More than a quarter of unvaccinated Americans believe COVID-19 vaccines pose a greater risk to their health than the virus itself, a new poll finds.
In the survey, conducted by Yahoo News/YouGov, more than one-third said the virus that causes COVID-19 is the greatest threat in the U.S.
However, 28 percent of adults who haven’t received their shots say the immunizations are risker.
There are currently no data to suggest that any of the available vaccines in the U.S. are a greater risk to the country than the virus, known as SARS-CoV-2.
It comes as heath officials say the COVID-19 outbreak is becoming the ‘pandemic of the unvaccinated’ and nearly all cases, hospitalizations and deaths are currently in unvaccinated individuals amid the spread of the Indian ‘Delta’ variant.
A new poll found that 37% of unvaccinated adults said the virus that causes COVID-19 is the greatest threat to the U.S. and 28% said the vaccines pose a greater risk to their health
It comes as the Delta variant continue to spread but only 15% of unvaccinated adults said the variant makes them more likely to get vaccinated. Pictured: Anti- vaccination activists protest the proof of vaccination requirement to get into the Foo Fighters show as Madison Square Garden reopening, March 2020
For the poll, 1,715 U.S. adults were surveyed online between July 13 and July 15, with the sample weighted according to sex, age, race and education.
In total, 37 percent of unvaccinated over-18s said that the virus was the greatest threat to the U.S.
However, 28 percent said the vaccines pose a greater risk to their health than the virus while 35 percent said they were unsure.
This was in stark comparison with vaccinated Americans of whom 83 percent said the virus was the great risk to the general public.
Just five percent of fully immunized adults said vaccines were the greater threat and 12 percent said they were unsure. a greater risk to their health, more unvaccinated
The survey did not ask why individuals believed vaccines were a greater threat but it could be due to misinformation.
A May poll from the Kaiser Family Foundation found that two-thirds of unvaccinated adults believe or are unsure about vaccine myths including that the vaccines cause COVID-19, lead to infertility or alter DNA.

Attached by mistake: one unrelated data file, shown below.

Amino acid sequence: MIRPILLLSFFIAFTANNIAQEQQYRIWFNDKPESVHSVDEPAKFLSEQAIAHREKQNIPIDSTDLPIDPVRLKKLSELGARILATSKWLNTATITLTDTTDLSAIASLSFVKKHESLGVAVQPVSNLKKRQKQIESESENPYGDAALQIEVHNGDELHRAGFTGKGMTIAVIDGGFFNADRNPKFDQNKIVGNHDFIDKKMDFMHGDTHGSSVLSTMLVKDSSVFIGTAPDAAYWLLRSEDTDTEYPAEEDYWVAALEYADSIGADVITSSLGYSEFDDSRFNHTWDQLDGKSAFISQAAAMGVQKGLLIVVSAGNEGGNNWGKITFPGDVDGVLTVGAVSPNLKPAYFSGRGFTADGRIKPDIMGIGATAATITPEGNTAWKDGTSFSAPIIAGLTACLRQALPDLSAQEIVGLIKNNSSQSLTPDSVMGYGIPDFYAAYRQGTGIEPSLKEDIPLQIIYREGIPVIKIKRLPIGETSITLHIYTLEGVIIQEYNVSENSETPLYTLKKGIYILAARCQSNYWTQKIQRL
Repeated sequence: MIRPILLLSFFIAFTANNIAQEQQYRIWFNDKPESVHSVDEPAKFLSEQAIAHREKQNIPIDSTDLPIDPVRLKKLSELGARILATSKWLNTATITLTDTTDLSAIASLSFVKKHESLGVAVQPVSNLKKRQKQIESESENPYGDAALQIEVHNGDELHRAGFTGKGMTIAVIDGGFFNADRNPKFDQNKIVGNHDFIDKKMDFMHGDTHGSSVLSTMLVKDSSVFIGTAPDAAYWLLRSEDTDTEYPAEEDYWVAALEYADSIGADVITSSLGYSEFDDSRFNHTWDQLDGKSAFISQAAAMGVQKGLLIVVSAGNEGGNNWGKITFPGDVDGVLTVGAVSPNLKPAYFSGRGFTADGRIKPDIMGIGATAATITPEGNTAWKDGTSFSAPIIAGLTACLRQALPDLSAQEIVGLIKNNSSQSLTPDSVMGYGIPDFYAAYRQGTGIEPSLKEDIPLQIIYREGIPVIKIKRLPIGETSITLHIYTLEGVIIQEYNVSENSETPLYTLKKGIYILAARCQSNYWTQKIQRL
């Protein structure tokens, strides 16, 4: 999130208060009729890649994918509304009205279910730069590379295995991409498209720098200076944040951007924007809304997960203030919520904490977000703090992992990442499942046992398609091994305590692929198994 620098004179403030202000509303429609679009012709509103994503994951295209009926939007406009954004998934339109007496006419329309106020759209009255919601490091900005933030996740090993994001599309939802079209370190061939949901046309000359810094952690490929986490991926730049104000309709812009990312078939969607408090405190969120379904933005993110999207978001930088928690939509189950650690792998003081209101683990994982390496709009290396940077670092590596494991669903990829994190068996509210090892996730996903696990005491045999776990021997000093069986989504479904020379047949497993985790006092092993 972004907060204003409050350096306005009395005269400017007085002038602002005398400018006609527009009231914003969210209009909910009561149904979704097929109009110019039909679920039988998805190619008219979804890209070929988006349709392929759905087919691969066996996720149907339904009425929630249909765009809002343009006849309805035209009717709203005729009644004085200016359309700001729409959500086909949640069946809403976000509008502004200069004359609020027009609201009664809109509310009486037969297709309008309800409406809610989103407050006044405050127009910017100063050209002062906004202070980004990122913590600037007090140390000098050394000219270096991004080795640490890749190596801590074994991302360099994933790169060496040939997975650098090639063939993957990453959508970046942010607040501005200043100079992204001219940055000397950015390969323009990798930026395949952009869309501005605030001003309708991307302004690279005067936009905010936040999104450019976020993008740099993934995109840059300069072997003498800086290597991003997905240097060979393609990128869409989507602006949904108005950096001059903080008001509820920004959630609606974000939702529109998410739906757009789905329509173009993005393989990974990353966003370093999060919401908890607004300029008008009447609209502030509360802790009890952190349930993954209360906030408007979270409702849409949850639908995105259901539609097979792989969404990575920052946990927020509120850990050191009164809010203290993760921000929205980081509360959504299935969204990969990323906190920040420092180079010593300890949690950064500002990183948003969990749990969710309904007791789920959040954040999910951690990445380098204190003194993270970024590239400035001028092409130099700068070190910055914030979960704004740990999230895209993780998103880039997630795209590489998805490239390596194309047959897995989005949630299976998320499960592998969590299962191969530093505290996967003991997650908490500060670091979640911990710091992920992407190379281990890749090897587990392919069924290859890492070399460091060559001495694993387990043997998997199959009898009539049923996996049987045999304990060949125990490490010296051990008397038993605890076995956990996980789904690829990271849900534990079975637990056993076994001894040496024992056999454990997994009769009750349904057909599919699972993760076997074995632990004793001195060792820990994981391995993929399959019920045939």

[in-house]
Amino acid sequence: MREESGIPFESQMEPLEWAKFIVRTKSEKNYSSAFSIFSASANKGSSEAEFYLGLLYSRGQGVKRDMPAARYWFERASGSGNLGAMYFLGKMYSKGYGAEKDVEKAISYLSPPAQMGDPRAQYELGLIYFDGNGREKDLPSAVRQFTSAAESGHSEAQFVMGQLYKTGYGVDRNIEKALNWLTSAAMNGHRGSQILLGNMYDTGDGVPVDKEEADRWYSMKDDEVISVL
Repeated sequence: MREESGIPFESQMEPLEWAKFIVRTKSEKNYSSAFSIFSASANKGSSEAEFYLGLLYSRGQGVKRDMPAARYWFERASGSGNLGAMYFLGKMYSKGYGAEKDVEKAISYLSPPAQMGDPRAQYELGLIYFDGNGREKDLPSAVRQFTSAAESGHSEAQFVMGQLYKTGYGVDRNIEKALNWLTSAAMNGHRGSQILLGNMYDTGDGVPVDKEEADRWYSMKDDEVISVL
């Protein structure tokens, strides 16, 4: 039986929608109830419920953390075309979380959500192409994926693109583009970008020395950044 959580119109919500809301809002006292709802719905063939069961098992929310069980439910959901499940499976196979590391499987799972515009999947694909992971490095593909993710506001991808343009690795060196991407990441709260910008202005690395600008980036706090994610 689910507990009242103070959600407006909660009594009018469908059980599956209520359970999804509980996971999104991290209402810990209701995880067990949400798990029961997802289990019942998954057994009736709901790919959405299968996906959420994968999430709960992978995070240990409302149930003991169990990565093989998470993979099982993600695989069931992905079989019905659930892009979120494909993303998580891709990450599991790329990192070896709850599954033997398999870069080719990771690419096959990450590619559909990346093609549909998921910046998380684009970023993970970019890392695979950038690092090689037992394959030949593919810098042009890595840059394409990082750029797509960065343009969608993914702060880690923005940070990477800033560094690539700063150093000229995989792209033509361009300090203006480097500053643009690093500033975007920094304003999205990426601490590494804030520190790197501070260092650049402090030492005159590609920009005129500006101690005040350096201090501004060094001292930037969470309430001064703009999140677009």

None of these theories are true.
Last week, in his first advisory serving under the Biden administration, which released on Thursday, U.S. Surgeon General Dr Vivek Murthy said that COVID-19 misinformation is an ‘urgent threat’ to public health.
He added that false information about COVID-19 – and the vaccines to combat it – put ‘lives at risk.’
‘Health misinformation is an urgent threat to public health. It can cause confusion, sow mistrust, and undermine public health efforts, including our ongoing work to end the COVID-19 pandemic,’ Murthy said in a statement.
‘As Surgeon General, my job is to help people stay safe and healthy, and without limiting the spread of health misinformation, American lives are at risk…tackling this challenge will require an all-of-society approach, but it is critical for the long-term health of our nation.’
It comes as the Delta variant continues to spread across the U.S.
In testimony before the Senate Health, Education, Labor and Pensions committee on Wednesday, Dr Rochelle Walensky, director of the Centers for Disease Control and Prevention (CDC), said the variant accounts for 83 percent of COVID-19 cases.
The figure is a considerable increase from the 50 percent of infections that were linked to the Delta variant two weeks ago.
The highly contagious variant is why more than 90 percent of all new infections are among unvaccinated people, and why as many as 99 percent of hospitalizations and deaths are among the unvaccinated.
Yet the variant does not seem to be changing most unvaccinated people’ minds.
Just 15 percent of adults surveyed who have not received their shots said they were more likely to get vaccinated.
Another 73 percent said the variant made no difference in their decision to get vaccinated and 12 percent even said they